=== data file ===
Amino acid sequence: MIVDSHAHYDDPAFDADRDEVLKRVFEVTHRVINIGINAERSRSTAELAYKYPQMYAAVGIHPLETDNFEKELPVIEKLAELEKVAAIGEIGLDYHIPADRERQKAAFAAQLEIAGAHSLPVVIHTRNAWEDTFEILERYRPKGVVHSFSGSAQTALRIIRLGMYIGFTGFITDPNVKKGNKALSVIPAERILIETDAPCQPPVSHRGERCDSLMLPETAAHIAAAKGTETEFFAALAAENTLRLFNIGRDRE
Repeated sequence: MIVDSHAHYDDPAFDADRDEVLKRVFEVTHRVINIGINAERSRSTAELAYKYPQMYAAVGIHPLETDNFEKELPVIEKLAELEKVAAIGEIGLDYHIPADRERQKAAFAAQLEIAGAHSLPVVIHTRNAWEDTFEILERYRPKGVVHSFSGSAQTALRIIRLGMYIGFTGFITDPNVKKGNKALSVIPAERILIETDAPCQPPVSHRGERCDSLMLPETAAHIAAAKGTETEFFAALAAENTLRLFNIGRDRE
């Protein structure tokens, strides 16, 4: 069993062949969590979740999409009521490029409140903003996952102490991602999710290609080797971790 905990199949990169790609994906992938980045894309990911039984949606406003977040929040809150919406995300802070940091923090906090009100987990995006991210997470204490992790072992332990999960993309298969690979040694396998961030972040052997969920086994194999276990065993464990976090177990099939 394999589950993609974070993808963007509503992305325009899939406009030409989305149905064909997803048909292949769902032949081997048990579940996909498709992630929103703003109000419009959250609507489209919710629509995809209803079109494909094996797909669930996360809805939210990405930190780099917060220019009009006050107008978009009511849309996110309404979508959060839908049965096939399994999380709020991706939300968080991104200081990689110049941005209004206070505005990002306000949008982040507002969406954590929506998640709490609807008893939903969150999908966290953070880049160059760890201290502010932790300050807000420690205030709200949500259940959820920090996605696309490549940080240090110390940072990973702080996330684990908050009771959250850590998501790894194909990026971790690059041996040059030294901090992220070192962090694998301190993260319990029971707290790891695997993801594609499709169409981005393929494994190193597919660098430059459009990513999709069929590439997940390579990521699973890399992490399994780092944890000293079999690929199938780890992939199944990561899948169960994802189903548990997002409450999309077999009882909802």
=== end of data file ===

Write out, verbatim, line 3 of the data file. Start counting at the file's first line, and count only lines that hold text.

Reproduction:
């Protein structure tokens, strides 16, 4: 069993062949969590979740999409009521490029409140903003996952102490991602999710290609080797971790 905990199949990169790609994906992938980045894309990911039984949606406003977040929040809150919406995300802070940091923090906090009100987990995006991210997470204490992790072992332990999960993309298969690979040694396998961030972040052997969920086994194999276990065993464990976090177990099939 394999589950993609974070993808963007509503992305325009899939406009030409989305149905064909997803048909292949769902032949081997048990579940996909498709992630929103703003109000419009959250609507489209919710629509995809209803079109494909094996797909669930996360809805939210990405930190780099917060220019009009006050107008978009009511849309996110309404979508959060839908049965096939399994999380709020991706939300968080991104200081990689110049941005209004206070505005990002306000949008982040507002969406954590929506998640709490609807008893939903969150999908966290953070880049160059760890201290502010932790300050807000420690205030709200949500259940959820920090996605696309490549940080240090110390940072990973702080996330684990908050009771959250850590998501790894194909990026971790690059041996040059030294901090992220070192962090694998301190993260319990029971707290790891695997993801594609499709169409981005393929494994190193597919660098430059459009990513999709069929590439997940390579990521699973890399992490399994780092944890000293079999690929199938780890992939199944990561899948169960994802189903548990997002409450999309077999009882909802």